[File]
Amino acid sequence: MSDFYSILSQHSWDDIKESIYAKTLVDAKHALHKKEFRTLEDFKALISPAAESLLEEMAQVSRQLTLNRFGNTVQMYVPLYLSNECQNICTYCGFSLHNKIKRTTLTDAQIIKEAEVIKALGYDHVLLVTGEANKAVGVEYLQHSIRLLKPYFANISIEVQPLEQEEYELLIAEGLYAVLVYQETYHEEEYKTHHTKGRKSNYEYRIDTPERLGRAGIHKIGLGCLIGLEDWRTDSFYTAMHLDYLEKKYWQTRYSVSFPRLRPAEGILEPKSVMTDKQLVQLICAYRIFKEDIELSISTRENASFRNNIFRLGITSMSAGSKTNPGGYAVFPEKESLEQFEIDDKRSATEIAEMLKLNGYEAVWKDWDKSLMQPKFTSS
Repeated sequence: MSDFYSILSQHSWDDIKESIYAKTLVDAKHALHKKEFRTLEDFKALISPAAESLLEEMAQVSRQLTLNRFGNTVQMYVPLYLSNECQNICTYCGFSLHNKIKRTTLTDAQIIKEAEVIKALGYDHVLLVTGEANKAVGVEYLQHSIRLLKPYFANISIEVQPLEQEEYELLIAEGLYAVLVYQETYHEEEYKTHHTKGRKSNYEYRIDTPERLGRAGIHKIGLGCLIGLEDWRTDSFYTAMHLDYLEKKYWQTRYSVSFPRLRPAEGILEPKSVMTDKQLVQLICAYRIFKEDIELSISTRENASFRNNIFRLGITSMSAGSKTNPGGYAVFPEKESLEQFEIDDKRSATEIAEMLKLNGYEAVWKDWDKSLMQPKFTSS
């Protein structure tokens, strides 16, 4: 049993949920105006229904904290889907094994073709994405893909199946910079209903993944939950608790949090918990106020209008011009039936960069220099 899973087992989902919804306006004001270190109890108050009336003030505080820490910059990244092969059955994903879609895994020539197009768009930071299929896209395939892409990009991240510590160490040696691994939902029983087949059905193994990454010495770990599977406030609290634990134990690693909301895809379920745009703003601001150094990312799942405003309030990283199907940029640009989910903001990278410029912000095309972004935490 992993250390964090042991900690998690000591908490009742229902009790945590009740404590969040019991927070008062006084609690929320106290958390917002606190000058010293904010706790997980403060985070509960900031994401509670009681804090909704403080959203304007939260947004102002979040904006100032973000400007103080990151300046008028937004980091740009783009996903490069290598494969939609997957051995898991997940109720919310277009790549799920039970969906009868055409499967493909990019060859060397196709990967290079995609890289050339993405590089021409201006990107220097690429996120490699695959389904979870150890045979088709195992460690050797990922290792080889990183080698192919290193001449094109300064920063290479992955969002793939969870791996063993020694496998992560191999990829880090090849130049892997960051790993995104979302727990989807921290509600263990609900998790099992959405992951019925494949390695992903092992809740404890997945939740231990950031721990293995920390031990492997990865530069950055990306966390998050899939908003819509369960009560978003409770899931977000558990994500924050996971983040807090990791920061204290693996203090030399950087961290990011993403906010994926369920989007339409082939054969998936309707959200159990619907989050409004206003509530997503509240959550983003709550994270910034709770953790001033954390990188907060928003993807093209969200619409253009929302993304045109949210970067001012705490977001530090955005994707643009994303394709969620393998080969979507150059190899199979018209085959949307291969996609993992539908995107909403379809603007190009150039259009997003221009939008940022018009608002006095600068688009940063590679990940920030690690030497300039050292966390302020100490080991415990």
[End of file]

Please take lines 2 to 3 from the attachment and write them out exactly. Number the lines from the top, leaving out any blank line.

Repeated sequence: MSDFYSILSQHSWDDIKESIYAKTLVDAKHALHKKEFRTLEDFKALISPAAESLLEEMAQVSRQLTLNRFGNTVQMYVPLYLSNECQNICTYCGFSLHNKIKRTTLTDAQIIKEAEVIKALGYDHVLLVTGEANKAVGVEYLQHSIRLLKPYFANISIEVQPLEQEEYELLIAEGLYAVLVYQETYHEEEYKTHHTKGRKSNYEYRIDTPERLGRAGIHKIGLGCLIGLEDWRTDSFYTAMHLDYLEKKYWQTRYSVSFPRLRPAEGILEPKSVMTDKQLVQLICAYRIFKEDIELSISTRENASFRNNIFRLGITSMSAGSKTNPGGYAVFPEKESLEQFEIDDKRSATEIAEMLKLNGYEAVWKDWDKSLMQPKFTSS
């Protein structure tokens, strides 16, 4: 049993949920105006229904904290889907094994073709994405893909199946910079209903993944939950608790949090918990106020209008011009039936960069220099 899973087992989902919804306006004001270190109890108050009336003030505080820490910059990244092969059955994903879609895994020539197009768009930071299929896209395939892409990009991240510590160490040696691994939902029983087949059905193994990454010495770990599977406030609290634990134990690693909301895809379920745009703003601001150094990312799942405003309030990283199907940029640009989910903001990278410029912000095309972004935490 992993250390964090042991900690998690000591908490009742229902009790945590009740404590969040019991927070008062006084609690929320106290958390917002606190000058010293904010706790997980403060985070509960900031994401509670009681804090909704403080959203304007939260947004102002979040904006100032973000400007103080990151300046008028937004980091740009783009996903490069290598494969939609997957051995898991997940109720919310277009790549799920039970969906009868055409499967493909990019060859060397196709990967290079995609890289050339993405590089021409201006990107220097690429996120490699695959389904979870150890045979088709195992460690050797990922290792080889990183080698192919290193001449094109300064920063290479992955969002793939969870791996063993020694496998992560191999990829880090090849130049892997960051790993995104979302727990989807921290509600263990609900998790099992959405992951019925494949390695992903092992809740404890997945939740231990950031721990293995920390031990492997990865530069950055990306966390998050899939908003819509369960009560978003409770899931977000558990994500924050996971983040807090990791920061204290693996203090030399950087961290990011993403906010994926369920989007339409082939054969998936309707959200159990619907989050409004206003509530997503509240959550983003709550994270910034709770953790001033954390990188907060928003993807093209969200619409253009929302993304045109949210970067001012705490977001530090955005994707643009994303394709969620393998080969979507150059190899199979018209085959949307291969996609993992539908995107909403379809603007190009150039259009997003221009939008940022018009608002006095600068688009940063590679990940920030690690030497300039050292966390302020100490080991415990």